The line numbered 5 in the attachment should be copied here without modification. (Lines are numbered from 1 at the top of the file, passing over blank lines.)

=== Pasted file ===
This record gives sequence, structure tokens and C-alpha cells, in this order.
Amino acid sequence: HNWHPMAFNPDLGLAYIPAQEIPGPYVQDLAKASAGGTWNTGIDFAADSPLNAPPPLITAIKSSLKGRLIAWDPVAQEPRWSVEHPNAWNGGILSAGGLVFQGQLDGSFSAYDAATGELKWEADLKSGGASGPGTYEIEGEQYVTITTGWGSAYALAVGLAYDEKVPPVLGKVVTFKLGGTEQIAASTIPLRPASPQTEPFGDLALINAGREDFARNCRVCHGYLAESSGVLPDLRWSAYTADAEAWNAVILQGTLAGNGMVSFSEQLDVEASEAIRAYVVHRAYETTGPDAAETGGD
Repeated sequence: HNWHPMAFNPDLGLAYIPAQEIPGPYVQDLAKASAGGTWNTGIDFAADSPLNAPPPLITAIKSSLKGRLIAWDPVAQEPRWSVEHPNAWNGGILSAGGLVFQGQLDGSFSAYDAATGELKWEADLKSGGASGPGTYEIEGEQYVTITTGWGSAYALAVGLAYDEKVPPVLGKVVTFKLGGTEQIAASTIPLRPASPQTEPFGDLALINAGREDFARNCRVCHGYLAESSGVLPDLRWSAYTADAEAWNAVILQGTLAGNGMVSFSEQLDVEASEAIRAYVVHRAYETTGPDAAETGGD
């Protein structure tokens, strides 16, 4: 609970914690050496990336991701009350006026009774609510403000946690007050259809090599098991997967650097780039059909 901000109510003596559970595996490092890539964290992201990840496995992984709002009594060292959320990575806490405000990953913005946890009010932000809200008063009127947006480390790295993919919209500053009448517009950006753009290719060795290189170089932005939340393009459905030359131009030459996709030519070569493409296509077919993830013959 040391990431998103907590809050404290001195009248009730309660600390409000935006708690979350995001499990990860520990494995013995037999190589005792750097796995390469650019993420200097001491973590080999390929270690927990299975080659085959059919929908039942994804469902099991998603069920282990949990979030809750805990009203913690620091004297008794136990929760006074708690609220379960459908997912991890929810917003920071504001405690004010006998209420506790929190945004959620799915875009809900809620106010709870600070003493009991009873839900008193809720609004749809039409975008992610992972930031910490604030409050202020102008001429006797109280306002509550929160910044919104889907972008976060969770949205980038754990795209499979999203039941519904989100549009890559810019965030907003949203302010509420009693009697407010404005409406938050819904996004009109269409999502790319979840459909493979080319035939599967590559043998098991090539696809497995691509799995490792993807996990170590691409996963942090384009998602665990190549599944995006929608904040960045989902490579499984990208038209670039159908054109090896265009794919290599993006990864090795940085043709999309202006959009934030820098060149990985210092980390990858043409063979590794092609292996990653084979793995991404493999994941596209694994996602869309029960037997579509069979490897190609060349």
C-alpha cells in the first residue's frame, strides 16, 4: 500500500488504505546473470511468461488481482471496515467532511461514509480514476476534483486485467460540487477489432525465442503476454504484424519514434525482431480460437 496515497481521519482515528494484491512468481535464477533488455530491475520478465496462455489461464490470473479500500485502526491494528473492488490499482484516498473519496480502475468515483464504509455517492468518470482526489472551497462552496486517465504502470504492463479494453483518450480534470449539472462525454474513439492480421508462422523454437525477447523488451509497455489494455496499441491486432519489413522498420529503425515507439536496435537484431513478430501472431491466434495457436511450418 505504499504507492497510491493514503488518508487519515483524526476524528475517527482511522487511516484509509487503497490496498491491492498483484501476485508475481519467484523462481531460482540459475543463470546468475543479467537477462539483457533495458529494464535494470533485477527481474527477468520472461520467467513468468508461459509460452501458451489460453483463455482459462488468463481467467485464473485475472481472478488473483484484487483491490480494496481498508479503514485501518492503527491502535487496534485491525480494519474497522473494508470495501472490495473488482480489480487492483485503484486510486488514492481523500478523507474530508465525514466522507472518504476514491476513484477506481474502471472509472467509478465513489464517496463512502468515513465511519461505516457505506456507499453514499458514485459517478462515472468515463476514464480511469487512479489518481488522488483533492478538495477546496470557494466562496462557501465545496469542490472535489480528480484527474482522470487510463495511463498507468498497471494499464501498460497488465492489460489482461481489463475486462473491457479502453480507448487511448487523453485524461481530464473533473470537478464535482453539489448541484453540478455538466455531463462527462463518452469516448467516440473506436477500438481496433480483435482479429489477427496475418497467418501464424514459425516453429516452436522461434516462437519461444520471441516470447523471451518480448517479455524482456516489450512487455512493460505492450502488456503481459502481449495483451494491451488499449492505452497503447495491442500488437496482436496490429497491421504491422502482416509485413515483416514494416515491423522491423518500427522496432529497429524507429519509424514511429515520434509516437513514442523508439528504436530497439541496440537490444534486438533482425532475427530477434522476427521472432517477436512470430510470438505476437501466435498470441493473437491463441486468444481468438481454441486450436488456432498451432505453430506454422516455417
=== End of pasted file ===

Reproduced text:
C-alpha cells in the first residue's frame, strides 16, 4: 500500500488504505546473470511468461488481482471496515467532511461514509480514476476534483486485467460540487477489432525465442503476454504484424519514434525482431480460437 496515497481521519482515528494484491512468481535464477533488455530491475520478465496462455489461464490470473479500500485502526491494528473492488490499482484516498473519496480502475468515483464504509455517492468518470482526489472551497462552496486517465504502470504492463479494453483518450480534470449539472462525454474513439492480421508462422523454437525477447523488451509497455489494455496499441491486432519489413522498420529503425515507439536496435537484431513478430501472431491466434495457436511450418 505504499504507492497510491493514503488518508487519515483524526476524528475517527482511522487511516484509509487503497490496498491491492498483484501476485508475481519467484523462481531460482540459475543463470546468475543479467537477462539483457533495458529494464535494470533485477527481474527477468520472461520467467513468468508461459509460452501458451489460453483463455482459462488468463481467467485464473485475472481472478488473483484484487483491490480494496481498508479503514485501518492503527491502535487496534485491525480494519474497522473494508470495501472490495473488482480489480487492483485503484486510486488514492481523500478523507474530508465525514466522507472518504476514491476513484477506481474502471472509472467509478465513489464517496463512502468515513465511519461505516457505506456507499453514499458514485459517478462515472468515463476514464480511469487512479489518481488522488483533492478538495477546496470557494466562496462557501465545496469542490472535489480528480484527474482522470487510463495511463498507468498497471494499464501498460497488465492489460489482461481489463475486462473491457479502453480507448487511448487523453485524461481530464473533473470537478464535482453539489448541484453540478455538466455531463462527462463518452469516448467516440473506436477500438481496433480483435482479429489477427496475418497467418501464424514459425516453429516452436522461434516462437519461444520471441516470447523471451518480448517479455524482456516489450512487455512493460505492450502488456503481459502481449495483451494491451488499449492505452497503447495491442500488437496482436496490429497491421504491422502482416509485413515483416514494416515491423522491423518500427522496432529497429524507429519509424514511429515520434509516437513514442523508439528504436530497439541496440537490444534486438533482425532475427530477434522476427521472432517477436512470430510470438505476437501466435498470441493473437491463441486468444481468438481454441486450436488456432498451432505453430506454422516455417